Image of the formed elements of blood

Image of the Formed Elements of Blood

Image of the formed elements of blood

Q: 2. What is the importance of plasma proteins?

Answer:

Plasma is the colourless fluid of blood, which helps in the transport of food, , waste products, and salts. It constitutes about of blood. About of the plasma is constituted by proteins such as fibrinogens, globulins, and albumins. Fibrinogen is a plasma glycoprotein synthesised by the liver. It plays a role in the clotting of blood. Globulin is a major protein of the plasma. It protects the body against infecting agents.

Albumin is a major protein of the plasma. It helps in maintaining the fluid volume within the vascular space.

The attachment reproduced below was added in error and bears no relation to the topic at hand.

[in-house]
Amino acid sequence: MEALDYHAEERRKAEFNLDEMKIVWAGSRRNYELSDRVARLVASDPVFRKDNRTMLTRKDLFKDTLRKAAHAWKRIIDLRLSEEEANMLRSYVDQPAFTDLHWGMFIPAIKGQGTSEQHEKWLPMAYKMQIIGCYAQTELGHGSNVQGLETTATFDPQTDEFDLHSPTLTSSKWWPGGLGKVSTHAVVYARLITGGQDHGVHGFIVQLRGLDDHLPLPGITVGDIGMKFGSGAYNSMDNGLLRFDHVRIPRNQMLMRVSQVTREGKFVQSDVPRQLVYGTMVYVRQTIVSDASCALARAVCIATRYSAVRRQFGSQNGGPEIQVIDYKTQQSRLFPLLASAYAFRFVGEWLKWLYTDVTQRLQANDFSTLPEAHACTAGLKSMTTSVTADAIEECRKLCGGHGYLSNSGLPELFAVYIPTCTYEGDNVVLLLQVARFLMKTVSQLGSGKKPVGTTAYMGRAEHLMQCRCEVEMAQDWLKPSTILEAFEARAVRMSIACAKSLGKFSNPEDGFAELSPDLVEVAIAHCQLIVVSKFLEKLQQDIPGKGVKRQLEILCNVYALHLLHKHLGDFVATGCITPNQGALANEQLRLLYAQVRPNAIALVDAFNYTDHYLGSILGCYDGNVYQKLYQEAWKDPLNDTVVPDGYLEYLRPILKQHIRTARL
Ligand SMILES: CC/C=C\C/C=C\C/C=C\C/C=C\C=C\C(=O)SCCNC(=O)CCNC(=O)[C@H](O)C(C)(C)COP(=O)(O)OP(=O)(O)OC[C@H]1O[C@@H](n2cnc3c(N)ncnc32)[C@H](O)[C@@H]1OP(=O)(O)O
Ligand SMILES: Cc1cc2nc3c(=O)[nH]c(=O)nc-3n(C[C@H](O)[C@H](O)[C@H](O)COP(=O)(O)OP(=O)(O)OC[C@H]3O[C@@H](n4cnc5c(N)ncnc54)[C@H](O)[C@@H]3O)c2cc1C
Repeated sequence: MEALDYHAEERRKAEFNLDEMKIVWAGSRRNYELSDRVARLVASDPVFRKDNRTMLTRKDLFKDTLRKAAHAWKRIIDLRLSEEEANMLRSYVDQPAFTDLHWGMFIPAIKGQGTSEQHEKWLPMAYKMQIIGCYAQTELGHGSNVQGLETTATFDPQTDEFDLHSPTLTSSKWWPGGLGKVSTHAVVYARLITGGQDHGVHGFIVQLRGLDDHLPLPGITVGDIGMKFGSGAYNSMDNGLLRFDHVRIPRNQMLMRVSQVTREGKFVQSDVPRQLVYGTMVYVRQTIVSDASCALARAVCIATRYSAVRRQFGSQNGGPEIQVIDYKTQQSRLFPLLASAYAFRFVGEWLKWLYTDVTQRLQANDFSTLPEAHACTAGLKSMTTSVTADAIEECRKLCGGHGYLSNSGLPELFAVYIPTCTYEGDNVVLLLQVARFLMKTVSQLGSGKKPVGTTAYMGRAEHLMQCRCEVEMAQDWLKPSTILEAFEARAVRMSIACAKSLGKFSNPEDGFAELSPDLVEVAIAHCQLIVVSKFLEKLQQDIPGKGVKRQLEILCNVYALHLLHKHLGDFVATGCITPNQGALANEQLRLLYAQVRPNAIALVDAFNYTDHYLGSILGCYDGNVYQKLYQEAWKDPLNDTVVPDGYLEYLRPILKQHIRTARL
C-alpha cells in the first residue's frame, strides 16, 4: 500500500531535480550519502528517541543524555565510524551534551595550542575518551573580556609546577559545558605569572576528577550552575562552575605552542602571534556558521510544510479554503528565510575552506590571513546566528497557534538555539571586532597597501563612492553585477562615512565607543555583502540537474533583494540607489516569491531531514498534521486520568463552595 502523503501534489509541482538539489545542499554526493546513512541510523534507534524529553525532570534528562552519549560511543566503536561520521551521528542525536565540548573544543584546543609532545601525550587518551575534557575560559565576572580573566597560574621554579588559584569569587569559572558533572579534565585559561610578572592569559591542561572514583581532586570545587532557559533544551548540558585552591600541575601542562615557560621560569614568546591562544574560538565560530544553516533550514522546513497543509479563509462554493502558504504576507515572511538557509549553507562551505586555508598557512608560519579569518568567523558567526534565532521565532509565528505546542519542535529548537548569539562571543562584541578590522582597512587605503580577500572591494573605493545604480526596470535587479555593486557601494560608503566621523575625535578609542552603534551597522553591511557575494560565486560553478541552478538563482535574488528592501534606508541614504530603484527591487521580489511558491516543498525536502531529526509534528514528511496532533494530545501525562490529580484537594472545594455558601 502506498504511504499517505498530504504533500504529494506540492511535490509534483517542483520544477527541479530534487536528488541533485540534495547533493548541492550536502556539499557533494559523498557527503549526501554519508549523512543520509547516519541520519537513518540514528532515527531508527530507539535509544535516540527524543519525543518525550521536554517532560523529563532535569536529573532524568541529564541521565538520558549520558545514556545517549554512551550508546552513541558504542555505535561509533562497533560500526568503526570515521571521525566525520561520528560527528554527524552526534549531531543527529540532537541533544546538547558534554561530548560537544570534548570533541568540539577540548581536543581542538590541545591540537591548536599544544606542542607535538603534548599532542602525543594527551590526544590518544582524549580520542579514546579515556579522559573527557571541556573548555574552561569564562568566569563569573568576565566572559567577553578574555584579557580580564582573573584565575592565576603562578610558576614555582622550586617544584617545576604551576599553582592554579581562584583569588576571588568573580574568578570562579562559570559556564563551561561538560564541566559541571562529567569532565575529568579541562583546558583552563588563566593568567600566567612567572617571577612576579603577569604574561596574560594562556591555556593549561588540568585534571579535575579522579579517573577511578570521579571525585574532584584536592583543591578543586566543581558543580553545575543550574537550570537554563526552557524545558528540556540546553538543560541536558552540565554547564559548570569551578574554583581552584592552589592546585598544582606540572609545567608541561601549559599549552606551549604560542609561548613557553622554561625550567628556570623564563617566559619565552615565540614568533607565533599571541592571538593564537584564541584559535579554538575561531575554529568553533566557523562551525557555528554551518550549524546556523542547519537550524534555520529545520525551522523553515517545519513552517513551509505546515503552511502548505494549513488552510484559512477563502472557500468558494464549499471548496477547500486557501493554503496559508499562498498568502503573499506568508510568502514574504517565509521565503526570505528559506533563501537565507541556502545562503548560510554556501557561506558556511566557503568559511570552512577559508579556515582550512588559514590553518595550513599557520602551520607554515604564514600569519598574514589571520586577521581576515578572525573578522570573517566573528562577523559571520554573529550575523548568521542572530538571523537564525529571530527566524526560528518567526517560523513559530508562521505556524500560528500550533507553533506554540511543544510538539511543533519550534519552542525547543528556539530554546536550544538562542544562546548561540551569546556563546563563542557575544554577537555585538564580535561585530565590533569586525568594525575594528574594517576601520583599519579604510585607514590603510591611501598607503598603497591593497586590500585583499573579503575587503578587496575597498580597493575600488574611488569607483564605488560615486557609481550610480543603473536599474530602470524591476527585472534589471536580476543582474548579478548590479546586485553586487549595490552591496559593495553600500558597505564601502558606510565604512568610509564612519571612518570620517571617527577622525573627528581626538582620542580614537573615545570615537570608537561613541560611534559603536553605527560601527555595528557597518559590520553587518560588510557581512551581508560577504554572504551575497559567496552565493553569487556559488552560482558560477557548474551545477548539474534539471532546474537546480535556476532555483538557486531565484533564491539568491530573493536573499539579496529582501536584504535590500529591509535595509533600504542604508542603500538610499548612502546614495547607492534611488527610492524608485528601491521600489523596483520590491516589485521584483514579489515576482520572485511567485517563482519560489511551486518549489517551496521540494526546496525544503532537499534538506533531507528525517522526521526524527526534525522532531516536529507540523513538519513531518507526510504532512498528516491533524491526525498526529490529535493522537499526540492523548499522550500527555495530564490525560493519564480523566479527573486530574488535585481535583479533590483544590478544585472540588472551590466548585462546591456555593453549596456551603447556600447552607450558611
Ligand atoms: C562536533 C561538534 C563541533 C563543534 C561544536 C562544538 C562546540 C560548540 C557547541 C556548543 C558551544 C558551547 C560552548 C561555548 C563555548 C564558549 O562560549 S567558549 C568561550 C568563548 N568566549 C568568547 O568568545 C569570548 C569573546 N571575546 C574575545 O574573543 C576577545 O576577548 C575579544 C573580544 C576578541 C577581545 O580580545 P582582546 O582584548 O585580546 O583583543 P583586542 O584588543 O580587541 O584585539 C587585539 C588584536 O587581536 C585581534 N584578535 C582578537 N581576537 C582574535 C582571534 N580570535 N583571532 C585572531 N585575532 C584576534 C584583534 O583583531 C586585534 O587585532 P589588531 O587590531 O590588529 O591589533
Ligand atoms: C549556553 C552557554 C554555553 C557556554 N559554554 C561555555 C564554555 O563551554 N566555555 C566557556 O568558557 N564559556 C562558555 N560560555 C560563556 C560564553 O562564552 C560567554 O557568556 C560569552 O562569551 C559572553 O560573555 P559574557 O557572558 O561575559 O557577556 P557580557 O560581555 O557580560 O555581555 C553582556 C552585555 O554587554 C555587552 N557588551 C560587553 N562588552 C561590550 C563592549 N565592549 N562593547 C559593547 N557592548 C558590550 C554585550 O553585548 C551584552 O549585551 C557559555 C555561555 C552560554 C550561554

Image shows the plasma proteins

Image Shows the Plasma Proteins

Image shows the plasma proteins

Q: 3. Match column I with column II:

Match Col 1 With 2 Question
Match col 1 with 2 question

Column I

Column II

(A)

Eosinophils

(i)

Coagulation

(B)

RBC

(ii)

Universal Recipient

(C)

AB Group

(iii)

Resist Infections

(D)

Platelets

(iv)

Contraction of Heart

(E)

Systole

(v)

Gas Transport

Answer:

Match Col 1 With 2
Match col 1 with 2

Column I

Column II

(A)

Eosinophils

(iii)

Resist Infections

(B)

RBC

(v)

Gas Transport

(C)

AB Group

(ii)

Universal Recipient

(D)

Platelets

(i)

Coagulation

(E)

Systole

(iv)

Contraction of Heart

Q: 4. Why do we consider blood as a connective tissue?

Answer:

Connective tissues have cells scattered throughout an extra-cellular matrix. They connect different body systems. Blood is considered as a type of connective tissue because of two reasons.